Pubdate: Tue, 02 Apr 2013
Source: Maple Ridge Times (CN BC)
Copyright: 2013 Lower Mainland Publishing Group Inc
Author: Dr. Perry Kendall


Dear Editor,

Mr. Ferry and Mr. Robson [Harm reduction doesn't fit all sizes, Mar.
26 Just Saying, TIMES] ask why the provincial government spends so
much time, energy, and money on harm reduction services, compared to
abstinence programs.

This assertion is actually incorrect. Substance use prevention and
treatment money is not focused predominantly on harm reduction, nor
are abstinence-based treatment modalities denied funding as a
provincial policy.

In fact, the amount of money spent on harm reduction services by
regional health authorities is estimated by the Ministry of Health to
be about 1/10th of that spent overall on substance use.

One reason the government may seem to be focused on this area is that
it does attract ongoing criticism from those who favour abstinence
over other effective interventions, or who are on other grounds
opposed to harm reduction strategies.

In 2004, when the government released its planning framework for
problematic substance use and addiction, it was estimated that
approximately 120,000 British Columbians had a high probability of
alcohol dependence, another 224,000 had some indication of dependence,
and around 33,000 had a dependence on illicit drugs.

About two-thirds of the latter group were dependant on heroin, and
injection drug use had clearly emerged as an effective way of
transmitting HIV/AIDS and hepatitis C.

In 2004 there were some 8,000 individuals engaged in treatment with
methadone. The province engaged with the BCMA, the BC College of
Physicians and Surgeons, and the BC College of Pharmacists to expand
access to this treatment, and in 2012 the numbers had increased to
nearly 14,000.

Methadone as maintenance clearly has its detractors, but coupled with
adequate psycho-social supports and counselling (some of it of the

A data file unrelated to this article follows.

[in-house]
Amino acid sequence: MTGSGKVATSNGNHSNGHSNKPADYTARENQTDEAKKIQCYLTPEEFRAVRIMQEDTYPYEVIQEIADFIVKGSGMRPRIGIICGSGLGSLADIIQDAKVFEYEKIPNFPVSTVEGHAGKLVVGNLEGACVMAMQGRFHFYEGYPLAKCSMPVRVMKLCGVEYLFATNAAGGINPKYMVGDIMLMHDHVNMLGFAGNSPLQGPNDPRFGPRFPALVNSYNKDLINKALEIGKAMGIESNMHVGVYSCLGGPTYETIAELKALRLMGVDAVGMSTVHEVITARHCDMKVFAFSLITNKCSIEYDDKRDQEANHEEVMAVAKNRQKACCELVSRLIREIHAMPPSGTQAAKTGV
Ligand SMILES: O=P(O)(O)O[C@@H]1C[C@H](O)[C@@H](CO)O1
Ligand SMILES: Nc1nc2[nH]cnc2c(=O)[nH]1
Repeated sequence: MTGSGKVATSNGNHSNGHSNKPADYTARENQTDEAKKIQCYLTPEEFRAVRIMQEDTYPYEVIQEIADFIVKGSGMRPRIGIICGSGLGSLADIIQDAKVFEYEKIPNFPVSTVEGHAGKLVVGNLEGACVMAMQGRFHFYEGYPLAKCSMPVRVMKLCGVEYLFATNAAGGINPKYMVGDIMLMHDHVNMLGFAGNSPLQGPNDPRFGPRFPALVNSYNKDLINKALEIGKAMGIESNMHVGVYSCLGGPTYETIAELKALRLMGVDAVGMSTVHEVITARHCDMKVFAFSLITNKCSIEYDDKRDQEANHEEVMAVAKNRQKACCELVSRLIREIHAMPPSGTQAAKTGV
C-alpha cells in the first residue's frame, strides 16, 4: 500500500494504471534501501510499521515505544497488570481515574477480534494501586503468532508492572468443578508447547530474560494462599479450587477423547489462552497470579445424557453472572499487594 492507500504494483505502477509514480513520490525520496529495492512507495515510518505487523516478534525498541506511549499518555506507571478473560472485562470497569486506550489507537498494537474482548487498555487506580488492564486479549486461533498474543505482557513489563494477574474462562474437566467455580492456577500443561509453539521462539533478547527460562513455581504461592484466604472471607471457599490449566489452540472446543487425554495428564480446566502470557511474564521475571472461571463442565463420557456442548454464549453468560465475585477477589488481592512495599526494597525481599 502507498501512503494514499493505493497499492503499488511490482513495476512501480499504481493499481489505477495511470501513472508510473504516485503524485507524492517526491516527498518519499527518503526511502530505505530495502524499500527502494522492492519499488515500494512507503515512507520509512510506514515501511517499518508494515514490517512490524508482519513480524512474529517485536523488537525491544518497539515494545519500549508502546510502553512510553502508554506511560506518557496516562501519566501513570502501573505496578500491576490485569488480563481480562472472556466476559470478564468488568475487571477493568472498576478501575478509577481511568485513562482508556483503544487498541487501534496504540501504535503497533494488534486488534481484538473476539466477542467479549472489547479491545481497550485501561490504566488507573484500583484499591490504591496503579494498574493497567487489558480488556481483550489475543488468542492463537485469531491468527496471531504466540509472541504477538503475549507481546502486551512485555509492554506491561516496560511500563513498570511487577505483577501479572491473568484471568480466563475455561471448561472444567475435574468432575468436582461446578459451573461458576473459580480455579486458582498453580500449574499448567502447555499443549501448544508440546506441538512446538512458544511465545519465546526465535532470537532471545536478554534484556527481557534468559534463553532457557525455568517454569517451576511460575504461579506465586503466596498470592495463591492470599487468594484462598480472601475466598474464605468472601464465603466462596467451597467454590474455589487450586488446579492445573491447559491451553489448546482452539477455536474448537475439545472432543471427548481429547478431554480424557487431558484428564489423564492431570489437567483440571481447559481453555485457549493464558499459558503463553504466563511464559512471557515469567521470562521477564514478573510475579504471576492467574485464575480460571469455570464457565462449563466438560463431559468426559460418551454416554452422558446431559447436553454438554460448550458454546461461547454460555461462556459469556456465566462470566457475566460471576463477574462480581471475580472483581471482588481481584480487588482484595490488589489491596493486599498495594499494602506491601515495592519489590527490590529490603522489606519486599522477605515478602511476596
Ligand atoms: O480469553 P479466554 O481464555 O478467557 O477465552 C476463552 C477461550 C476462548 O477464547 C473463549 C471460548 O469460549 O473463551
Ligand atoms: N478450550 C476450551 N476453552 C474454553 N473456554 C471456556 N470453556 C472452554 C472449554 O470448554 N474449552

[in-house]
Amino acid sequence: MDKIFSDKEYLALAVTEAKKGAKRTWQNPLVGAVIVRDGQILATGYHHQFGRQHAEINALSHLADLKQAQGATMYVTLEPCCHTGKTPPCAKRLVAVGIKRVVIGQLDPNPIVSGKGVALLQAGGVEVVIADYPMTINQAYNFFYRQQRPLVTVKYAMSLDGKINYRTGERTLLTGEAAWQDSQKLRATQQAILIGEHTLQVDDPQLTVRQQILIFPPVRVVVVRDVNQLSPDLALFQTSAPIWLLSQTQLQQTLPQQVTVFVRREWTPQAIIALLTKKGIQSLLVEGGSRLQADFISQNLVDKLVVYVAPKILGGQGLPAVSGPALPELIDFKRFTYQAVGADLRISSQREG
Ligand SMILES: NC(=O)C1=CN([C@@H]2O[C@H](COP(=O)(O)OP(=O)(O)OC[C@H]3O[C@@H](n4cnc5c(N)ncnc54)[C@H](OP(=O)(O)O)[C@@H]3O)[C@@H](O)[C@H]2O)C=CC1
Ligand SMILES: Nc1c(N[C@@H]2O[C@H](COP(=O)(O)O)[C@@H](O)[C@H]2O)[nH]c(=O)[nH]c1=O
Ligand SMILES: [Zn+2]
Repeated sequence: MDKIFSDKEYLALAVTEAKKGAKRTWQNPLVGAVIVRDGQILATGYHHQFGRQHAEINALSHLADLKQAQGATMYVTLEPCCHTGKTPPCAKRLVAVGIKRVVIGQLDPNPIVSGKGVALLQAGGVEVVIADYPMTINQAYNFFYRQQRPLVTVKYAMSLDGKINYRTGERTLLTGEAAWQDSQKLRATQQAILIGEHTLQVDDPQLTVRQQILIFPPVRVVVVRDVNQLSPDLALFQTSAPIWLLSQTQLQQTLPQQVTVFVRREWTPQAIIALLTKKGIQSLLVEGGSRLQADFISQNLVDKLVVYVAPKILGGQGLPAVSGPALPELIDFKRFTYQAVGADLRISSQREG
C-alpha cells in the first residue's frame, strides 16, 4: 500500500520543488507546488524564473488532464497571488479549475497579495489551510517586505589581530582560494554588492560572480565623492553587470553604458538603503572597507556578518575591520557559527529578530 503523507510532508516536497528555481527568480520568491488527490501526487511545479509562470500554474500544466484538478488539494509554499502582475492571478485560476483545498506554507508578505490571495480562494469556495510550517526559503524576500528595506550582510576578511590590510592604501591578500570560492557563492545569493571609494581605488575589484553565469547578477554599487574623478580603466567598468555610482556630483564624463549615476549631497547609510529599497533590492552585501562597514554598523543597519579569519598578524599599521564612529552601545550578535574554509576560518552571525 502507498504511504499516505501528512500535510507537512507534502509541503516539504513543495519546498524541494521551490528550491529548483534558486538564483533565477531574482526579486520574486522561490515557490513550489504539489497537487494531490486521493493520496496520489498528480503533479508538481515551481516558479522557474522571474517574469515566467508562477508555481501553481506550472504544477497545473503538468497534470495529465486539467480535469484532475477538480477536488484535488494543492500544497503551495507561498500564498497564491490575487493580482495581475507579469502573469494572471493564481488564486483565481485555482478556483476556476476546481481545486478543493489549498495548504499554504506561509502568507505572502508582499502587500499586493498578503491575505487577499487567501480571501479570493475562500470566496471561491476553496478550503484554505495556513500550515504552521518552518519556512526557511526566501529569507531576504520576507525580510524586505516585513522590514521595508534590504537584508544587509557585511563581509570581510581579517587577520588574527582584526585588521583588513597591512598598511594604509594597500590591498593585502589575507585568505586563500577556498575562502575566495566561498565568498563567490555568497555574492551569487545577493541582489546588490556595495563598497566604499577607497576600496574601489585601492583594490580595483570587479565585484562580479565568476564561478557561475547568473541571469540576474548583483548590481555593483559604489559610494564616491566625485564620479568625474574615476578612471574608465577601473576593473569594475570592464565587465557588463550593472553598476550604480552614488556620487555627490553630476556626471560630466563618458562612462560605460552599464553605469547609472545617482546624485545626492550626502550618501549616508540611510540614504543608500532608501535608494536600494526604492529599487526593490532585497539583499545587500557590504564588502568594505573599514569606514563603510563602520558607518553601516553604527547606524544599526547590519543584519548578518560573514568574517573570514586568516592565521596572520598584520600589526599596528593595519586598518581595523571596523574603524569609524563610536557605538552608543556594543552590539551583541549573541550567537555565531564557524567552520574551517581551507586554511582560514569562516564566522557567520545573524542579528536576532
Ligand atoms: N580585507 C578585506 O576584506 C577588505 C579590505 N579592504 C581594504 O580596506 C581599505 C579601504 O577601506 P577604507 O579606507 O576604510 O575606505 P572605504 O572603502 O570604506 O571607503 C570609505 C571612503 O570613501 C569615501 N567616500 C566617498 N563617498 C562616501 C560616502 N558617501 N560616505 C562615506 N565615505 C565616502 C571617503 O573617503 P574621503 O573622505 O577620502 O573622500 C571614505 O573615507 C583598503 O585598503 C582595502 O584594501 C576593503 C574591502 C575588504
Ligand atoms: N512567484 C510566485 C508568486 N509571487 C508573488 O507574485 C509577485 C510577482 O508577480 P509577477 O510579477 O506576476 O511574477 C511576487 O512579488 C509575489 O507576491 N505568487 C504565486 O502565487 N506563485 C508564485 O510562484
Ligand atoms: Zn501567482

kind provided in many otherwise abstinence-based programs), it is for
many heroin-dependant persons the most effective treatment available
(I invite readers to visit the websites of either the U.S. National
Institutes for Drug Abuse or Ontario's Centre for Addictions and
Mental Health).

The stability attained through methadone maintenance, coupled with
access to antiretroviral drugs, is one reason B.C., alone among
Canadian jurisdictions, has been seeing decreases in HIV infections
through the drug injection route.

Mr. Ferry's article did raise the interesting notion that some funded
agencies, if they followed their "core beliefs," would choose not to
offer services to individuals who were receiving methadone.

However, B.C. substance use services are informed by international
clinical research, practice-based experience, and provincial
standards, guidelines, and strategic plans.

As "Healthy Minds, Healthy People: a Ten-Year Plan to Address Mental 
Health and Substance Use in British Columbia" states, the Ministry of 
Health will continue to work with Health Authorities and key 
stakeholders to ensure a comprehensive range of service options, 
including abstinence-based, clinically supported, and harm 
reduction-focused programs are available.

While much of the discourse centres around methadone, B.C.'s substance
use treatment services also use other prescribed and over-the-counter
medications that, in combination with psycho-social support,
significantly improve treatment outcomes for alcohol and nicotine 

I would like to assure readers there is no provincial policy against
funding abstinence-oriented programs. Abstinence is, in fact, the
ultimate goal of all substance use treatment.

But addictions are chronic in nature, and characterized by high rates
of relapse. When abstinence is not attained, substantial reductions in
substance use, illegal activities, ill health, and social
malfunctioning are worthy goals.

If Mr. Robson is asserting that substance use (and mental health)
programming in B.C. could use additional resources - given the extent
of the problems associated with substance use - I would absolutely

Last year, the Columbia University National Addictions Centre
undertook a ground-breaking study of addiction and addiction services
in the U.S. Among their key findings: "There is a profound gap between
the science of addiction and current practice related to prevention
and treatment."

Much of what passes for "treatment" of addiction bears little
resemblance to the treatment of other health conditions. Much of what
is offered in addiction "rehabilitation" programs has not been subject
to rigorous scientific study, and the existing body of evidence
demonstrating principles of effective treatment has not been taken to
scale or integrated effectively into many of the treatment programs
operating nationwide.

One of the report's recommendations is to bring the addiction
treatment system into the larger mainstream health care system.

I'd like to think that Canada, and particularly British Columbia, is
doing better than this.

Dr. Perry Kendall,

Provincial Health Officer
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MAP posted-by: Matt